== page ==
It doesn't matter where they put this store. It's a drive-to destination. If you want what they have, you'll drive to Wawa to shop here. Alessi, Iittala, George Jenson, and Stelton - this Studio has it all. If you're hunting for designer stuff or designer memorabilia, then you've come home, baby, and you won't need to go anywhere else.
Lots of pieces are replicas of items in permanent collections in art galleries. Here, you can have yourself a chunk of design for less than millions of dollars.
This little design-display store makes an artform out of cute and I'm told they bottle it in the back for sale to special customers only. Really, you could spend hours looking at the little knickknacks and the vast variety of designer stuff this place has.
The tinkly beepy music lifts you up and gives you the impression that you're inside music box, and the Japanese subway announcements keep you on your toes. I'm not sure if this place was lifting my mood by dint of sheer fun-ness or if it was the Japanese incense they had burning, but I was most of the way to experiencing Kawaii just by standing still.
This store is filled with bright colours and shiny objects, and you can be sure what's not bright and shiny is that way for a good reason, because everything in here smells and looks and feels like it's been carefully designed and then redesigned just for good measure.
Nothing here is done accidentally, and no feature is not exactly the way the designer intended.
It's all very deliberate. Take the aerial hanging carpet cleaners, for example. They're called Spank and cost $36. They have happy faces, so it means that they actually want to clean your carpets with you.
They had things in here that I had totally forgotten about. Things like Barbapapa. I think I might have been the only person on Earth who found Barbapapa's clickety-click mildly sinister and a little disturbing.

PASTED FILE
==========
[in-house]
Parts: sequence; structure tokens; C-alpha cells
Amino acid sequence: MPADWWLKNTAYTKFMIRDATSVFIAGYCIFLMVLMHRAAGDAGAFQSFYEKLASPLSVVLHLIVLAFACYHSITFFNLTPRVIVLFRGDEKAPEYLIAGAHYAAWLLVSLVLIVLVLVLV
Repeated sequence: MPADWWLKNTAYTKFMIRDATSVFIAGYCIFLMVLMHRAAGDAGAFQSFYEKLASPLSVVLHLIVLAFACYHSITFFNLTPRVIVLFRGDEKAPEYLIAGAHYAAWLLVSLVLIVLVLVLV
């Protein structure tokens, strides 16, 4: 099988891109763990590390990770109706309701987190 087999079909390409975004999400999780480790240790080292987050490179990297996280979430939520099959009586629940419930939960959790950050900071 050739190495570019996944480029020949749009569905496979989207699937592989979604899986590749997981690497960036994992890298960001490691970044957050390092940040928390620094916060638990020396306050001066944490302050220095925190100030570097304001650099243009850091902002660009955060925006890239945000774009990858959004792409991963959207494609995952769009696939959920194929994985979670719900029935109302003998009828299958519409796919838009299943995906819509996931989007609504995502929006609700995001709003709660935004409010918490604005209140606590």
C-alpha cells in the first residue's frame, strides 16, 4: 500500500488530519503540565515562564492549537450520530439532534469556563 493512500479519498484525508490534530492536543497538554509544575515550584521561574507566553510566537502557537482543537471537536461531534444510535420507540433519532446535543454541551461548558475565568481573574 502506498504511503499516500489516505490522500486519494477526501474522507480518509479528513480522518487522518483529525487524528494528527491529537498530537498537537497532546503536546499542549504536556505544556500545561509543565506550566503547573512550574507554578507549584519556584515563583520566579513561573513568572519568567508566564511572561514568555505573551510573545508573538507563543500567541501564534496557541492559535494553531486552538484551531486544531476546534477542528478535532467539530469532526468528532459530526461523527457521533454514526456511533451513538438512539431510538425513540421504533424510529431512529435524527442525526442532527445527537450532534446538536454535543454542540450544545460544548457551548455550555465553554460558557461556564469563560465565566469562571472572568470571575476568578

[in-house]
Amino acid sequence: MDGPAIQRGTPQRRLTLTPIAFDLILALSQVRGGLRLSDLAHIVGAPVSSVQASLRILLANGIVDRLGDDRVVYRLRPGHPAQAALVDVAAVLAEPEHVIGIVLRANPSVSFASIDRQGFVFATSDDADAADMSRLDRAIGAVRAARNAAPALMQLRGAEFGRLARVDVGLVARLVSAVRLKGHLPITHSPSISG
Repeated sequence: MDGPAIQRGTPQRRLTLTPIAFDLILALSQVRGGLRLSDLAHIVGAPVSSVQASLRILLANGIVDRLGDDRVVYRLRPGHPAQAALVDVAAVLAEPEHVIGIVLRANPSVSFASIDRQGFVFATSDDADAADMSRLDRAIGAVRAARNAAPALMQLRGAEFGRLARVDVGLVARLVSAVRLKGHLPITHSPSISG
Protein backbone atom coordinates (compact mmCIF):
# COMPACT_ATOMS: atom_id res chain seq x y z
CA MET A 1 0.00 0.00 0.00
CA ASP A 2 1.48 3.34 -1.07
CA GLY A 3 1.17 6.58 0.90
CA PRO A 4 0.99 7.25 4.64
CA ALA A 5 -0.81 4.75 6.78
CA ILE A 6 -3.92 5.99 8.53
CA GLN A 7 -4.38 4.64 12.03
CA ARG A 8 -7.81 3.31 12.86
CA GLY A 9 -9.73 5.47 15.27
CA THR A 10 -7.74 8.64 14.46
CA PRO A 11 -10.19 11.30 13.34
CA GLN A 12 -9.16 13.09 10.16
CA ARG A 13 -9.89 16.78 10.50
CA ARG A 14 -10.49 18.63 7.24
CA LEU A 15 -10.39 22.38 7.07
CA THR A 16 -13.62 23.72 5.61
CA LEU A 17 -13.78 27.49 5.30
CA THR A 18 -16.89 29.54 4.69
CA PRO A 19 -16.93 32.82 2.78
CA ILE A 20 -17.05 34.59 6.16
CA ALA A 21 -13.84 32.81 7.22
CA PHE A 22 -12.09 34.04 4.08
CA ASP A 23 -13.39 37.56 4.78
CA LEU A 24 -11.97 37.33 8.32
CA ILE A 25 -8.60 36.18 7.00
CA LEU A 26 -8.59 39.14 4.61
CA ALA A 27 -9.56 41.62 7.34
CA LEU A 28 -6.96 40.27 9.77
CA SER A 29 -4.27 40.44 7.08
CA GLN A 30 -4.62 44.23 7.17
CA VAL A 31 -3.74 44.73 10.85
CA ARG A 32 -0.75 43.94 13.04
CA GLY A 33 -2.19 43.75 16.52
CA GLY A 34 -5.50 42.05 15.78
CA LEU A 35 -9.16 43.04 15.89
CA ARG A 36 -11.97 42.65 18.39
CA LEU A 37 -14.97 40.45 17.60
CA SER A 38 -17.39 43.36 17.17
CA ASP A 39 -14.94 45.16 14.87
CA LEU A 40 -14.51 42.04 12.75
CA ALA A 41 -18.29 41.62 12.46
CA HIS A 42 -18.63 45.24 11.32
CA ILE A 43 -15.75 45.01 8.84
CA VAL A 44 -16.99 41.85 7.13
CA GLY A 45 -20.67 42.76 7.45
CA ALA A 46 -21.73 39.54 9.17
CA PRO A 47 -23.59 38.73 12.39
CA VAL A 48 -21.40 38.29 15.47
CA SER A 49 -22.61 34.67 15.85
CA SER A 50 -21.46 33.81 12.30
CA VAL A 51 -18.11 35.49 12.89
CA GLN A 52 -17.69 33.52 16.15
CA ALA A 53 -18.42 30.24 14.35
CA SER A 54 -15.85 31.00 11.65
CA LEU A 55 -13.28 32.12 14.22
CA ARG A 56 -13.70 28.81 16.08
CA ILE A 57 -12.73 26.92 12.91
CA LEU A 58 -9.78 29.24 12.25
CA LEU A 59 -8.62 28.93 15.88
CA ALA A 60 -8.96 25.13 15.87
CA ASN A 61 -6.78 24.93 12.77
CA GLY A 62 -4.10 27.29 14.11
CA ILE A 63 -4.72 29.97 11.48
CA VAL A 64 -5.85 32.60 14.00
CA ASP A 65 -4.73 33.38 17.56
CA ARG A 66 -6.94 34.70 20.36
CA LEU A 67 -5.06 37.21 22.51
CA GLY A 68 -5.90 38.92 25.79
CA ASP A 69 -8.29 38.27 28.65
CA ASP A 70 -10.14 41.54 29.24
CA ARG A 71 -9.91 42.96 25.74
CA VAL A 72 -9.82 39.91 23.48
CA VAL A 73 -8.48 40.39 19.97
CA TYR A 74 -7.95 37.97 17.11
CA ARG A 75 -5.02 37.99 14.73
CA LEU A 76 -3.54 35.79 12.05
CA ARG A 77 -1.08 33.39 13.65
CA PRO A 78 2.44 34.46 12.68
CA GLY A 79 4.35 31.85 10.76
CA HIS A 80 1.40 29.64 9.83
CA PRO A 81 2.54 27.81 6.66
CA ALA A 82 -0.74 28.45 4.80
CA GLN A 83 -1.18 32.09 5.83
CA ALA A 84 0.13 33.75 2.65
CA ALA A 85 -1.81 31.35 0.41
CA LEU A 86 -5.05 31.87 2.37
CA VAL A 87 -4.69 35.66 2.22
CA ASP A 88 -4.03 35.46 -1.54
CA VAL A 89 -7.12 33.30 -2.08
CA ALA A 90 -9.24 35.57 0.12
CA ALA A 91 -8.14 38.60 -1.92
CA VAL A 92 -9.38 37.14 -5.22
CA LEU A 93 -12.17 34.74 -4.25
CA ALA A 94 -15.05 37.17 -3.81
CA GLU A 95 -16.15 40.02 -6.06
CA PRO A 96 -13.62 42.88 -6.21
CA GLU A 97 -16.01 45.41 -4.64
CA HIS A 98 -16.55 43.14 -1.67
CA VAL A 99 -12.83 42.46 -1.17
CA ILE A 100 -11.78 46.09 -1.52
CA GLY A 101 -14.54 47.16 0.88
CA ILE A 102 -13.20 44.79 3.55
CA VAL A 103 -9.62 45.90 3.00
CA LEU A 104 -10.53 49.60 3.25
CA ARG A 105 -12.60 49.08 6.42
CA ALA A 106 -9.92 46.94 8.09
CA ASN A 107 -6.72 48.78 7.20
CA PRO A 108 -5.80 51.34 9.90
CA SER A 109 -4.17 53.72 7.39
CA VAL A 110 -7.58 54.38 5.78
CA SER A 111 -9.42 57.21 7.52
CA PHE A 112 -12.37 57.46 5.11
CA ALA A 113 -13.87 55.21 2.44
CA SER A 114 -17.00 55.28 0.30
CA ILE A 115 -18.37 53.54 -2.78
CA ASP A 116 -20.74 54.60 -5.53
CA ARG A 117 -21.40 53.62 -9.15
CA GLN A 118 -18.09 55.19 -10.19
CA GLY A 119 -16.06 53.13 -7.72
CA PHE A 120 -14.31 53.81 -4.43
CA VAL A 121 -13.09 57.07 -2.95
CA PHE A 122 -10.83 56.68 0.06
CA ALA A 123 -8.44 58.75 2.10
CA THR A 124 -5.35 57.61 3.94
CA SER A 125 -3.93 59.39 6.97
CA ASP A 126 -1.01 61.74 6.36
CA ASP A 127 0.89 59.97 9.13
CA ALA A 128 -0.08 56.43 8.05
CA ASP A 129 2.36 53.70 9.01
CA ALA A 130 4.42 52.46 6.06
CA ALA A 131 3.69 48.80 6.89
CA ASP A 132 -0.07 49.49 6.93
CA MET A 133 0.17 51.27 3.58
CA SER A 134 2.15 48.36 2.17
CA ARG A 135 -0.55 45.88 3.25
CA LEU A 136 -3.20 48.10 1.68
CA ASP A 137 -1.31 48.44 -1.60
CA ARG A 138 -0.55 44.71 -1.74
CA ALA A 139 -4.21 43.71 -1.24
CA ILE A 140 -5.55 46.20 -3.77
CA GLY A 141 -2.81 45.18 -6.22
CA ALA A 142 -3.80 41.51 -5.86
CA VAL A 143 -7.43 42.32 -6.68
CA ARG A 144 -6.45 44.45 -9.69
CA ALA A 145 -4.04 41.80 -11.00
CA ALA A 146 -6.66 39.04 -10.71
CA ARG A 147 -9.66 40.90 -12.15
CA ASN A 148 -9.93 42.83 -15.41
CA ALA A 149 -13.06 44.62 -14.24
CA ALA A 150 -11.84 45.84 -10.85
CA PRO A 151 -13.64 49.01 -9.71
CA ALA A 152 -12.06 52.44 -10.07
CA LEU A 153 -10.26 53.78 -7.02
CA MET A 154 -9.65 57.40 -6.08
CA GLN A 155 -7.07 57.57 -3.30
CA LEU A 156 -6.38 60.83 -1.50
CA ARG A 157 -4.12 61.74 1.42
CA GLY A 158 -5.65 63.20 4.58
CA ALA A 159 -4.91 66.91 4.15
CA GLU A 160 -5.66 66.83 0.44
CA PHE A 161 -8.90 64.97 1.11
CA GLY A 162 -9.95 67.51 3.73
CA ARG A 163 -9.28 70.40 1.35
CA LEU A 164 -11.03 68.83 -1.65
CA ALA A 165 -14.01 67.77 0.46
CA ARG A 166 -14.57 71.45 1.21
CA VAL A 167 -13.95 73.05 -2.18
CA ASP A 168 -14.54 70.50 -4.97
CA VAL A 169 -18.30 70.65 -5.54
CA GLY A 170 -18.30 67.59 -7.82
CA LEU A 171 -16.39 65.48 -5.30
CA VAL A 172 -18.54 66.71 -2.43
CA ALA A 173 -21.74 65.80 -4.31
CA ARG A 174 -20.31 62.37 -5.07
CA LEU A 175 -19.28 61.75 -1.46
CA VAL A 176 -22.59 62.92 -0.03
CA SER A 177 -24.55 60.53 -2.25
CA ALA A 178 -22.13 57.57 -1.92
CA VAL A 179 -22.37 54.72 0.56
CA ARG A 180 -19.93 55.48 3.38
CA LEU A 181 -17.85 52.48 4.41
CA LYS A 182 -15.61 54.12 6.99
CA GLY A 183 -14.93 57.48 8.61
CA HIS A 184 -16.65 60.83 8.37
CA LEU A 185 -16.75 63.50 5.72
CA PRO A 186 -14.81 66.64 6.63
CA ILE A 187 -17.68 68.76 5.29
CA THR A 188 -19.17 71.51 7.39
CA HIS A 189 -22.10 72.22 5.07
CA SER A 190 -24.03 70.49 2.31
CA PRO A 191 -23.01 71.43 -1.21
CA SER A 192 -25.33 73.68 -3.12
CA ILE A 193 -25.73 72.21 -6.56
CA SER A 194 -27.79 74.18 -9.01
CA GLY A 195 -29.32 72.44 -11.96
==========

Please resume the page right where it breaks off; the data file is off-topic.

He seems harmless enough as, say, a coffee table or a tiny locker ($47) or a figurine ($54). The ultra-friendly employee told me they even sold a big pink Barbapapa house recently.
I was so overpoweringly cheerful I thought I might buy a limited edition Tintin and Milou resin figurine, because I know someone who was really into Tintin, until I saw the $700 sticker price. It brought me back to reality pretty damned quickly. But it was a really good figurine, I've got to say.
Space Monkey, or whatever he is, peers down at us interlopers from his space bubble, proving that Japanese cartoon characters made it into space. How can't we smile back at this guy?
But in all seriousness, folks, this place is not just about cartoon characters. There are some exquisitely well-designed houseware pieces at some exquisitely respectable prices, as in you'd better be pretty darned respectable in financial circles if you expect to be able to afford them. But if you do open your wallet, you can expect some swank.
Take, for example, the amazing teapots by Alessi. They're not cheap. They run from $200 to $300, but wow, are they well-designed. And then there are the pots and pans and other kitchen necessaries, all wonderfully ergonomic and made from the finest steel. A very impressive corkscrew goes for $103.
If you can't afford one of the big pieces, feel free to purchase a - get this - absolutely perfect scale-model replica in working condition.
If, say, a family of mice want a truly fantastic pot, or you need a working corkscrew to open the world's smallest bottle of wine, this place has one to sell you, complete with the designer's logo in miniature on it. The mini corkscrew will only set you back $47.
And don't even get me started on the salt and pepper shakers. I'm not classy enough to touch these things, let alone take them home. If I put something this stylish in my condo, I think most of what I own would go on strike in protest.
The ceramics are mostly made in Japan. Masahiro Mori bowls go for a reasonable $38 apiece, each one finely worked and remarkably attractive. Iitala bowls run from $19-$88, but you can expect anything you'd actually want to buy to be closer to the upper end of that range.
A lot of the household stuff is made with Joy! as the operating theme. The most ordinary household objects become objects de fun.
Take the Happy Spices spice containers, for example ($17 each), or the flower fruit holder, or the coffee pots that look like cylindrical cartoon birds. Even the keychain holders in this store have more cheer and style than I do.
If you've run out of ideas for gifts, you've got an itch to start collecting something, or if you want to impress your friends with your awesome sense of style and your bubbly personality, this is definitely a must-stop-must-shop destination.
You could always stop in for a dose of Happy Juice, if you're not on the market for all that other stuff.